Touring the holiest sites of Jersusalem
Since 2009, Massa-Massar: A Journey of Discovery has affected the lives — and enlarged the perspectives — of many Israeli and Palestinian teens.
With its focus on leadership, the Massa-Massar program equips its young participants with tools, and provides them with experiences, that enable them to move beyond conflict and toward mutual understanding.
Over the past five years, there have been many workshops, field trips, facilitated dialogues, and role-playing activities. The results are best described by the participants themselves:
Wahiba, a 16-year-old from Ramla, plans to study to become a diplomat when she finishes school. “When I think about everything that has happened,” she said, “I just want to cry. But there’s no point. We need to put it behind us and move forward.”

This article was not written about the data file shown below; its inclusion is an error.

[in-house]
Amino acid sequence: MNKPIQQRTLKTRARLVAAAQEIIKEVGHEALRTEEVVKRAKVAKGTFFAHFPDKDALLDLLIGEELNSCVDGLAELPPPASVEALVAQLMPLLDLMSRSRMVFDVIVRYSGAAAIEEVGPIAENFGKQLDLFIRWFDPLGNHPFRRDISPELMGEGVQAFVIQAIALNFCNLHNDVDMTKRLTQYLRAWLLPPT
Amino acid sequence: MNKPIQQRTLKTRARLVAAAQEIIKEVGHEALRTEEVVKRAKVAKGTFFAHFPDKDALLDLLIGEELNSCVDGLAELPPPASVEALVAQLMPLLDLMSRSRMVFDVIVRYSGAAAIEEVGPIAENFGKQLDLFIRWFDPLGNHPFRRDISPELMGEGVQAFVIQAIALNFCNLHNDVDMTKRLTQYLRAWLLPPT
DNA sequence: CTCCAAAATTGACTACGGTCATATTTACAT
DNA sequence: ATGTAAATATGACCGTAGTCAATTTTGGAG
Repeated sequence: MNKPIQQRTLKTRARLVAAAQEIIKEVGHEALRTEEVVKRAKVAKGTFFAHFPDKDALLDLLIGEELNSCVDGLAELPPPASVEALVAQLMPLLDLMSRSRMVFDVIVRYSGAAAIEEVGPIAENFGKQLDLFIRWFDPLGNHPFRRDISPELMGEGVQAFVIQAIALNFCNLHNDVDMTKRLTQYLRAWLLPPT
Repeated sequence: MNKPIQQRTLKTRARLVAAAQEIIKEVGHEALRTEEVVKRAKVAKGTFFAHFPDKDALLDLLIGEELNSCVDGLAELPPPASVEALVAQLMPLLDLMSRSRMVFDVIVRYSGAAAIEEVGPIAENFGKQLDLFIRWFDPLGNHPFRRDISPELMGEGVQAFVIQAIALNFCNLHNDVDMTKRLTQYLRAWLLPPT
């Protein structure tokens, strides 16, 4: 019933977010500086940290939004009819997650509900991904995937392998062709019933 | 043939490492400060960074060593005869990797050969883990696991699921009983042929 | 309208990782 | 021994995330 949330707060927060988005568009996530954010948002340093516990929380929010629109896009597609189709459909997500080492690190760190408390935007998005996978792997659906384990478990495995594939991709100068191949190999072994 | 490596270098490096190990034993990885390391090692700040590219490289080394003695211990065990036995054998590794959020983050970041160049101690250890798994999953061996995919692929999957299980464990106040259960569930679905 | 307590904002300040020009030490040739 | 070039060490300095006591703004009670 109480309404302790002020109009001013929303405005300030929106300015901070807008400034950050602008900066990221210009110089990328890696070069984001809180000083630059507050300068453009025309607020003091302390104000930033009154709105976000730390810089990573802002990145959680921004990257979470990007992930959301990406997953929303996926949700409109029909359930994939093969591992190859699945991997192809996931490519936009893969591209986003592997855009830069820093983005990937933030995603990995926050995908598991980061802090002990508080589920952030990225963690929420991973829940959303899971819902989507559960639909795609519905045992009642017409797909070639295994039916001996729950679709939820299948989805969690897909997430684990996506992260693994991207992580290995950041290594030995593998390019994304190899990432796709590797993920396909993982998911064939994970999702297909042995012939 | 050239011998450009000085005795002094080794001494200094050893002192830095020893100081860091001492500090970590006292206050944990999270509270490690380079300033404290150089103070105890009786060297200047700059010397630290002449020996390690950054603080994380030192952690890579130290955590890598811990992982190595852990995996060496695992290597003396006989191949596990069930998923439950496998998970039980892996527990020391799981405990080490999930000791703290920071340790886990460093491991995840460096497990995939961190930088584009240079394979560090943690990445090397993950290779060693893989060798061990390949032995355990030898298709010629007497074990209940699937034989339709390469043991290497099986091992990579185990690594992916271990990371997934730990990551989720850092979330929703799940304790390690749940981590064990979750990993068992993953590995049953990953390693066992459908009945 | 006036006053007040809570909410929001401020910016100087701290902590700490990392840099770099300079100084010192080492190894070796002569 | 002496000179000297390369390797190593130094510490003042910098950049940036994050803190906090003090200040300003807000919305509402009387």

Perri, a 16-year-old from Jerusalem, felt that the weekend gave him a genuine experience of hanging out with “the other side,” having fun and being young together. He, like many of the other participants, expressed how he never receives the opportunity to meet with young people who are from “the other side.”
Yam, age 16 from Beit Hashmonai: “I’ve always celebrated Israel Independence Day without considering how Arabs feel.” An exercise in which all the participants shared their personal stories “really opened my eyes to another perspective.”
During one of the Massa-Massar tours around Jerusalem, Nicole, a 14 year old Arab teenager from Lod, described her excitement at visiting the Western Wall for the first time. She felt how special it was for the Jewish people. Nicole admitted she didn’t want to come to the workshop when she first heard about it. “I’ve had bad experiences” with people who “made me feel bad because I was Arab. I decided to come [to Massa-Massar] and it has given me a new perspective that not all Jewish people are like that. I feel much better about being Arab.”
Supporters from around the globe have made these outcomes possible. Massa-Massar will continue to change lives, to move us all closer to peace — but only with the support of friends like you.